Analysis is hard. It is more than hard. It is incredibly difficult and painful, and I’m only three months in.
I have a dead mother.
Not actually dead, mind you. She is alive and well halfway across the country, which honestly isn’t far enough. But she’s dead on the inside. She’s boring and dull and dead and so closed off from her feelings and instincts that she didn’t breastfeed or hold me when I was little. I didn’t think it mattered too much until I found myself begging my analyst to touch me. Her gentle denial stabs me, every time, on some raw, visceral level and the pain is so intense I find it difficult to breathe. It’s horrible. She says it will get better with talking. I have no choice but to try, if only for my daughter.
I try not to blame my mother for her deeply wounding mistakes, as I can see how her own mother was cold and aloof, and her mother before her. But it makes me angry. I’m choosing to get help so my daughter can have a different experience. I am putting myself through this so my daughter (hopefully) doesn’t have to. Why didn’t my mother do that? I didn’t matter enough? I didn’t touch her in a way that made her want to overcome her problems so she could try to mother me properly?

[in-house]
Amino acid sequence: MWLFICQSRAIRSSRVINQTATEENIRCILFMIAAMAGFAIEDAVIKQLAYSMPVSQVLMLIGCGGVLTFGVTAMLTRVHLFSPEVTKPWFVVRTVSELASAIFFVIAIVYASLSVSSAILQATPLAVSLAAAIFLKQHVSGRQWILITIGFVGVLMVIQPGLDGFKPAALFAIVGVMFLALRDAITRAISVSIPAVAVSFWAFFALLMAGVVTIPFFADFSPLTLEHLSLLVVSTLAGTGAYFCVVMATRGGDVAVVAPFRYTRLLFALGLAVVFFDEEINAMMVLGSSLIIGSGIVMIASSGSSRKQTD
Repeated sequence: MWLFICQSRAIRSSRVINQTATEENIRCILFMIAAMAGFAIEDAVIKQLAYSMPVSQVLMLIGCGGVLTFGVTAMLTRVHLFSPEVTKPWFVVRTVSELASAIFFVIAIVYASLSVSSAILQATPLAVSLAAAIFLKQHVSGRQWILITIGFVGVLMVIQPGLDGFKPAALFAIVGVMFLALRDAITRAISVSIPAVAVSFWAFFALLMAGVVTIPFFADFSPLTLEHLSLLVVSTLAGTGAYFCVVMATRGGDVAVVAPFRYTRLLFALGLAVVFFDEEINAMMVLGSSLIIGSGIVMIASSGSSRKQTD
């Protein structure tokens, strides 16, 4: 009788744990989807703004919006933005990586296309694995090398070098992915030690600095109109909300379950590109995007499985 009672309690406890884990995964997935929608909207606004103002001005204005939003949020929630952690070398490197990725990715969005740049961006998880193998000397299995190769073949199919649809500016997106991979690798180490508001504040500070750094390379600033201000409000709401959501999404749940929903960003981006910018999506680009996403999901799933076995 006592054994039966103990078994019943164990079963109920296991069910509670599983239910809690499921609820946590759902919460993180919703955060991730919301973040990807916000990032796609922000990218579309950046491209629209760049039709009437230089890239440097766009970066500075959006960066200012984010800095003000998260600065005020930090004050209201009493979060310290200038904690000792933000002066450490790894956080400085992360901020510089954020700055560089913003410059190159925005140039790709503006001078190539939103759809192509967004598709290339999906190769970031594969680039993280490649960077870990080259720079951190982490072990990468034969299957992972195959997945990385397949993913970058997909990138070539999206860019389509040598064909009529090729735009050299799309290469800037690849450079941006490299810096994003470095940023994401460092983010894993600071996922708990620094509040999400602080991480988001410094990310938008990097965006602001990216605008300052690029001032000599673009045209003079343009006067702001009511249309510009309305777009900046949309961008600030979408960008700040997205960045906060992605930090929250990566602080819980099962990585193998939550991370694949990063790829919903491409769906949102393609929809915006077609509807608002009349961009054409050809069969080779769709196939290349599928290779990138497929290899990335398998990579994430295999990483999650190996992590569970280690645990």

I sometimes feel slightly jealous of my daughter. She will never know denial of the breast or premature separation or refusal to be held. I simply won’t let it happen. She will wean and leave our bed when her brain and body are ready. I want, more than anything, for her to never have to feel this kind of pain. I want her to be able to mother her own child someday without having to go to therapy to figure out how to do it. I just wish my mother had done the same for me.
I want my analyst to sit on the couch with me.
This needs to be explored thoroughly. My previous therapist would sit on the couch with me, at my request. I loved the physical contact. She would hold my hand, we would cuddle… it was very nice. In my mind, it was representative of acceptance – my mother is quite uncomfortable with physical contact and so, as a child, I received less of it than I would have liked. I’m also convinced that my mother finds people repulsive, including her own children, and so to have my therapist sit with me felt like I was not repulsive to her.